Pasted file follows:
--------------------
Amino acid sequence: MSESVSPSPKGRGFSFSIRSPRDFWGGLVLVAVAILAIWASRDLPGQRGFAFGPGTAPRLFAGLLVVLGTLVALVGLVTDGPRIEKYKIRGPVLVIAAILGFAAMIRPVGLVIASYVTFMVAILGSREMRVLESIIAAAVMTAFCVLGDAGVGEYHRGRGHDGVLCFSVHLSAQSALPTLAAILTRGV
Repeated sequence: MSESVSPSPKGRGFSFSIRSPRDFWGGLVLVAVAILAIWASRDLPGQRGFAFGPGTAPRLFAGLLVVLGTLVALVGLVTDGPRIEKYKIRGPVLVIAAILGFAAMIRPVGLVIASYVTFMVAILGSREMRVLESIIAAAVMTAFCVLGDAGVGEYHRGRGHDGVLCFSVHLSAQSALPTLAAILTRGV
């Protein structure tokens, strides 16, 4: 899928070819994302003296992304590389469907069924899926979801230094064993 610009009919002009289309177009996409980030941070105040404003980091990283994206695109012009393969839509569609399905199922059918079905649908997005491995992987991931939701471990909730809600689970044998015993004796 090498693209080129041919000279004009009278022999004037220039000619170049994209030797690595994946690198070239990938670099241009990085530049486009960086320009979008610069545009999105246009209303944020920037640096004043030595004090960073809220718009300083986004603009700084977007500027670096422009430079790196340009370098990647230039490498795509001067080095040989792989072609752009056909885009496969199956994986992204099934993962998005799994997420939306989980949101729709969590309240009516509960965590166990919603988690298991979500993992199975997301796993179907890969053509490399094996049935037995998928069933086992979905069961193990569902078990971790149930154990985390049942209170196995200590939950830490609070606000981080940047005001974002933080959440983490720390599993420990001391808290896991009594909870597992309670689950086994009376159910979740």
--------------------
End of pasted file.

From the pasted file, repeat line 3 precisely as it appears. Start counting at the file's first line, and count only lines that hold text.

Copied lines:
């Protein structure tokens, strides 16, 4: 899928070819994302003296992304590389469907069924899926979801230094064993 610009009919002009289309177009996409980030941070105040404003980091990283994206695109012009393969839509569609399905199922059918079905649908997005491995992987991931939701471990909730809600689970044998015993004796 090498693209080129041919000279004009009278022999004037220039000619170049994209030797690595994946690198070239990938670099241009990085530049486009960086320009979008610069545009999105246009209303944020920037640096004043030595004090960073809220718009300083986004603009700084977007500027670096422009430079790196340009370098990647230039490498795509001067080095040989792989072609752009056909885009496969199956994986992204099934993962998005799994997420939306989980949101729709969590309240009516509960965590166990919603988690298991979500993992199975997301796993179907890969053509490399094996049935037995998928069933086992979905069961193990569902078990971790149930154990985390049942209170196995200590939950830490609070606000981080940047005001974002933080959440983490720390599993420990001391808290896991009594909870597992309670689950086994009376159910979740």